Call it an interesting quirk of humanity butit doesnít seem to matter
where you travel, people just seem to know what the tallest thing
is, in their corner of the world. Whether its a water tower or a tall
building where they live. There is some thing about the architecture
of tall buildings and great cathedrals that inspires us, and makes us
proud even if we didnít build it ourselves.
While the temple in Jerusalem wasnít as grand and gilded as it
had been in King Solomonís day, it still must have been something
of an architectural marvel even when Jesus walked the earth.
Maybe its a guy thing, but I can just hear the discipleís voice filled
with a sense of enthusiasm, and just a touch of pride and awe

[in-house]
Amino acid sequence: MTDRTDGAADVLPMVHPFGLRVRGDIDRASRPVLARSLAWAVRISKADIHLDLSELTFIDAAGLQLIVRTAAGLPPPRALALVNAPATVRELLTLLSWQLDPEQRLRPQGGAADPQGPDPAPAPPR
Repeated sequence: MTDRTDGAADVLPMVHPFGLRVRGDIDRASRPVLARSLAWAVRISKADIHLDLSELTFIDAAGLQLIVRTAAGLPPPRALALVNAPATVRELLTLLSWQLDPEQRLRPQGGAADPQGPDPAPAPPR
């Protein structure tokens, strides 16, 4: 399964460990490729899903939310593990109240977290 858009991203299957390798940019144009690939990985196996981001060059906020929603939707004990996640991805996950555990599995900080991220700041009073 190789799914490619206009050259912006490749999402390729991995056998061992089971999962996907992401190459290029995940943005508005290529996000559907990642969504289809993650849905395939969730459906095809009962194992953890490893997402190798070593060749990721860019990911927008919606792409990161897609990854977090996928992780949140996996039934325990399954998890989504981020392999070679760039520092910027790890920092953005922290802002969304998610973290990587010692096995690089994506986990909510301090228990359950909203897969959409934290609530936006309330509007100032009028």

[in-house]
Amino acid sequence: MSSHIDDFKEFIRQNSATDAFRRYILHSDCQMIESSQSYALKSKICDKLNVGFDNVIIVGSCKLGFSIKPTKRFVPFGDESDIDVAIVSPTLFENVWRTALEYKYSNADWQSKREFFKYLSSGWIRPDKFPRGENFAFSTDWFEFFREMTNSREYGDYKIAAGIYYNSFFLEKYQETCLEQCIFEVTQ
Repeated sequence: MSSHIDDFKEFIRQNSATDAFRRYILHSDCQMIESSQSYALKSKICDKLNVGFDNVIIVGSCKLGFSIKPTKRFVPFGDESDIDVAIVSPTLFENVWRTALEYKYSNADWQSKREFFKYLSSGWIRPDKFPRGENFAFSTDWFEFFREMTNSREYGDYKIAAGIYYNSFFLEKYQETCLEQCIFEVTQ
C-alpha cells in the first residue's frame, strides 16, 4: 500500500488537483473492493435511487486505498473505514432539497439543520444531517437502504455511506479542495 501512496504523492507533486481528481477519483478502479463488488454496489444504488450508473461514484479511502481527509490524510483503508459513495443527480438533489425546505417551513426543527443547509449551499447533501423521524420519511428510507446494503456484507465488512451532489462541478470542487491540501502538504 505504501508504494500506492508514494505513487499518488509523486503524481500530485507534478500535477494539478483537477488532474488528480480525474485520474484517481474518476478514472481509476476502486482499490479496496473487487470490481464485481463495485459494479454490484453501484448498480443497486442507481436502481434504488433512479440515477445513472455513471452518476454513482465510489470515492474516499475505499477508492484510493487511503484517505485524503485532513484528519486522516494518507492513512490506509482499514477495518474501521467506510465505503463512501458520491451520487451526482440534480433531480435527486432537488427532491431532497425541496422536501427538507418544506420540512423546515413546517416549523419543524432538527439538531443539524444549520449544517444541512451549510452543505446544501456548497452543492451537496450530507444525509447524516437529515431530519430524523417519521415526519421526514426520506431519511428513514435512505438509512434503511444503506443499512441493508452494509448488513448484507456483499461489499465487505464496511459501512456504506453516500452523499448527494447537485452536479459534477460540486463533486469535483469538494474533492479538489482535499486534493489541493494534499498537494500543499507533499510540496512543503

as I read Mark 13:1.
As he was leaving the temple, one of his disciples said to him,
"Look, Teacher! What massive stones! What magnificent buildings!"
While Jesusí reply is the sobering, predicting the destruction ofthe
temple, which occurred after his death and resurrection. I am left to
wonder how much the temple had changed between the time Jesus
was 12 and still hanging out at the temple when his parents headed
back to Galilee after celebrating Passover, and his experience
20 years later as an adult.
Leaving Jesus and the disciples to discuss the fate of the temple,
lets go from Chapter 13 back to Chapter 11 - Jesus has just chased
the money changers out of the temple, and is standing there with the
disciples when the chief priests and the teachers of the law arrive
on the scene to see what all of the commotion is about, as recorded
in Mark 11:17
And as he taught them, he said, "Is it not written:
" My house will be called
a house of prayer for all nations' ?
But you have made it `a den of robbers. "
Doesnít it stand to reason... that if Godís house is to be a place of prayer,
that Godís people should be know as "a people of prayer?"